In Larry’s experience, women are dry and scratchy down there — “dry as pine bark,” as he puts it. “I just kinda … I just kinda jam it in,” he murmurs in his reedy voice.
“They’re okay with that?” Jimmy asks.
“Oh, I don’t care,” Larry replies. “The girl? I don’t care.” Then he continues, “Do you? Do you care what the girls think of you after?”
Well, there was this one time, Jimmy says, that he did force himself on a girl, after which he threatened her not to talk, “or else.”
“Or else what?” Larry asks.
“I don’t know,” Jimmy stammers.
“I do,” Larry says.
It’s a chilling exchange, both for what Larry says and for what Jimmy implies; I honestly have no idea if he made up his date-rape story to get in with Larry or if it’s something that actually happened. Earlier in the episode, Jimmy spoke of the concept of “the girl,” the one woman who’d be attracted to him by virtue of his prowess on the football field and be his forever, thus securing the American Dream or some adolescent fantasy thereof. That never happened for Jimmy, much less for Larry. What might either man do if this sense of entitlement were not satiated?
Juxtaposed with all this, Agent McCauley and local cop Brian Miller continue investigating cases potentially connected to Larry. They dig up one case that looks promising: A bottle of birth control pills belonging to the victim was found in Larry’s van. But the case falls apart upon further investigation. Birth control pills, of course, don’t come in bottles, and it seems likely that Larry doctored up a bottle and planted it in his own car so he could confess to a crime he didn’t commit. It’s enough to have McCauley, near tears, grill Jimmy on whether or not he thinks Larry is a killer at all. But such is the power of Jimmy’s belief that he’s willing to risk his own life to ensure that Larry spends the rest of his behind bars.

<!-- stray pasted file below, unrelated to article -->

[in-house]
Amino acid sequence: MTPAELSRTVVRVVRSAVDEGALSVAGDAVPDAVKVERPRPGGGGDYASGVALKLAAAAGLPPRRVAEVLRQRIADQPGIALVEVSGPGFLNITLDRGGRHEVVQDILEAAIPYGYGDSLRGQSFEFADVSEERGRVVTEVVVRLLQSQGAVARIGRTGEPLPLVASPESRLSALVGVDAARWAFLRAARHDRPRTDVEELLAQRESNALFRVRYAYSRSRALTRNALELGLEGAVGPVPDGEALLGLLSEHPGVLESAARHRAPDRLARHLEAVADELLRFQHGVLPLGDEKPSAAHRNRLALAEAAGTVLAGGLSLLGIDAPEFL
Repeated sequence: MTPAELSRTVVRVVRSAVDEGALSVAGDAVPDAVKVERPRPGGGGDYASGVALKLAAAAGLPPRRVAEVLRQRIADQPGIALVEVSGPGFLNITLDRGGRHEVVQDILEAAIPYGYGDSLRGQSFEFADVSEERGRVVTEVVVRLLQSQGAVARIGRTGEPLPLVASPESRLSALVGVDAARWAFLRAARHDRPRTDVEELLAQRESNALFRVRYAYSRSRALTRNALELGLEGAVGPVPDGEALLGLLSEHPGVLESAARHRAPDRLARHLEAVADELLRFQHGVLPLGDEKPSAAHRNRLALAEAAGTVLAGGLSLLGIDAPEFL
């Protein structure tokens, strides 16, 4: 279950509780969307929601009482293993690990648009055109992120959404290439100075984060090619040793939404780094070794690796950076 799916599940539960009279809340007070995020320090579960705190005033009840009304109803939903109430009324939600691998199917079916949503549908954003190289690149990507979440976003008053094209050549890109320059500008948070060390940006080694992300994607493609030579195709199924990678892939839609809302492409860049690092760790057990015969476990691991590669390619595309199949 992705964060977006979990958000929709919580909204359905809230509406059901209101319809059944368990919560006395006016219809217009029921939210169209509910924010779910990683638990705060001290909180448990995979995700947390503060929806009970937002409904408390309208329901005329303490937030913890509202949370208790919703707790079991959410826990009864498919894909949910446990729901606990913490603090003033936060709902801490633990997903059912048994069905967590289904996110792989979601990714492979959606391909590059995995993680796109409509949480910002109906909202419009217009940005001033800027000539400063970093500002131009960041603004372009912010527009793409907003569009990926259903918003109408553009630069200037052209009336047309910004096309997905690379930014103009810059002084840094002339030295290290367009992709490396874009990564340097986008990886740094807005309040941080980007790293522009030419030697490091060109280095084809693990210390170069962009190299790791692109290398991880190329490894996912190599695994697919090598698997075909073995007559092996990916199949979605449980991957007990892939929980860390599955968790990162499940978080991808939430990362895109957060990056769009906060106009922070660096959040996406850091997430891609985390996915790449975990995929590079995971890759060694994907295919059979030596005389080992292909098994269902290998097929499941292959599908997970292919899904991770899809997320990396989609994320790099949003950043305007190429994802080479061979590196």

There’s a lot going on in this episode, not just in the case at hand or special guest stars like the Chin. Life on the inside is depicted as a cavalcade of workaday horrors, men fighting and puking and cutting their own dicks off. Guards are brutal and predatory figures, their every smile masking the threat of punishment or death. It’s a fucking jungle in there.
But the lead performances fuel the whole thing. Taron Egerton is splendid as Jimmy, doing his best to cloak his desperation with his good looks and football-star charm. Sepideh Moafi’s Lauren McCauley is alternately all bluster and all vulnerability, a figure who’s unsure if she’s lost her way. Ray Liotta, in one of his final performances, invests Big Jim with a heartbreaking sense of mortality; he’s a man who knows he fucked up, and his only response is to bluster that he’ll fix it all, somehow.
And wheezing over it all is Paul Walter Hauser’s Larry Hall. Since Netflix has shitcanned Mindhunter and Cameron Britton’s masterful performance as Edmund Kemper, Hauser’s Hall is a serial killer (or is he???) without peer on the current small screen. His burst blood vessels, his lopsided “burnsides,” his breathy, high-pitched voice, his simultaneous discomfort and fascination with basic female biology — you can see how, upon meeting him, Jimmy decided, This is a man I must personally stop from ever setting foot outside this prison. The Chin may be a pleasant distraction, but this man is the mission, and by God, Jimmy’s going to see it through.